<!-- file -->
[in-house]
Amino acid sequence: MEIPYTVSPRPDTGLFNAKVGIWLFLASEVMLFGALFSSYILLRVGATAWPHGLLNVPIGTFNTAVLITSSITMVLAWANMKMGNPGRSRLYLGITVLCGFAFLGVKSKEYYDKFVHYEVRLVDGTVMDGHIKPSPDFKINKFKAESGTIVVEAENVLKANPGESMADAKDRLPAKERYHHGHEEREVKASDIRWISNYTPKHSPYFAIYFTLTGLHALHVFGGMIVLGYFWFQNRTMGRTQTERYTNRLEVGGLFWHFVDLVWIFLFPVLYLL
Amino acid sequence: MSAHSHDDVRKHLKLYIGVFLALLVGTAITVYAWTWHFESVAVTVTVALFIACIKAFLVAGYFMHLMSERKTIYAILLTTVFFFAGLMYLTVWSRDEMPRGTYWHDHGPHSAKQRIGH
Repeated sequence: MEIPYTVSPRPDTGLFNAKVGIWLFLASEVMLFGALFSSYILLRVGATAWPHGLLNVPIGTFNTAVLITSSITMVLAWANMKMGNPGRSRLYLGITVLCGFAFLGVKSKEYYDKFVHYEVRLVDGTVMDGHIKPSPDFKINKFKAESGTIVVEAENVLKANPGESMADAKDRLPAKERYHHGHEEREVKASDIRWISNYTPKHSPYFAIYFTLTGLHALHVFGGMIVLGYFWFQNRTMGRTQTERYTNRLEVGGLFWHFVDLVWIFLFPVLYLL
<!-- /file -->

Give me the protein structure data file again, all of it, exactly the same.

[in-house]
Amino acid sequence: MEIPYTVSPRPDTGLFNAKVGIWLFLASEVMLFGALFSSYILLRVGATAWPHGLLNVPIGTFNTAVLITSSITMVLAWANMKMGNPGRSRLYLGITVLCGFAFLGVKSKEYYDKFVHYEVRLVDGTVMDGHIKPSPDFKINKFKAESGTIVVEAENVLKANPGESMADAKDRLPAKERYHHGHEEREVKASDIRWISNYTPKHSPYFAIYFTLTGLHALHVFGGMIVLGYFWFQNRTMGRTQTERYTNRLEVGGLFWHFVDLVWIFLFPVLYLL
Amino acid sequence: MSAHSHDDVRKHLKLYIGVFLALLVGTAITVYAWTWHFESVAVTVTVALFIACIKAFLVAGYFMHLMSERKTIYAILLTTVFFFAGLMYLTVWSRDEMPRGTYWHDHGPHSAKQRIGH
Repeated sequence: MEIPYTVSPRPDTGLFNAKVGIWLFLASEVMLFGALFSSYILLRVGATAWPHGLLNVPIGTFNTAVLITSSITMVLAWANMKMGNPGRSRLYLGITVLCGFAFLGVKSKEYYDKFVHYEVRLVDGTVMDGHIKPSPDFKINKFKAESGTIVVEAENVLKANPGESMADAKDRLPAKERYHHGHEEREVKASDIRWISNYTPKHSPYFAIYFTLTGLHALHVFGGMIVLGYFWFQNRTMGRTQTERYTNRLEVGGLFWHFVDLVWIFLFPVLYLL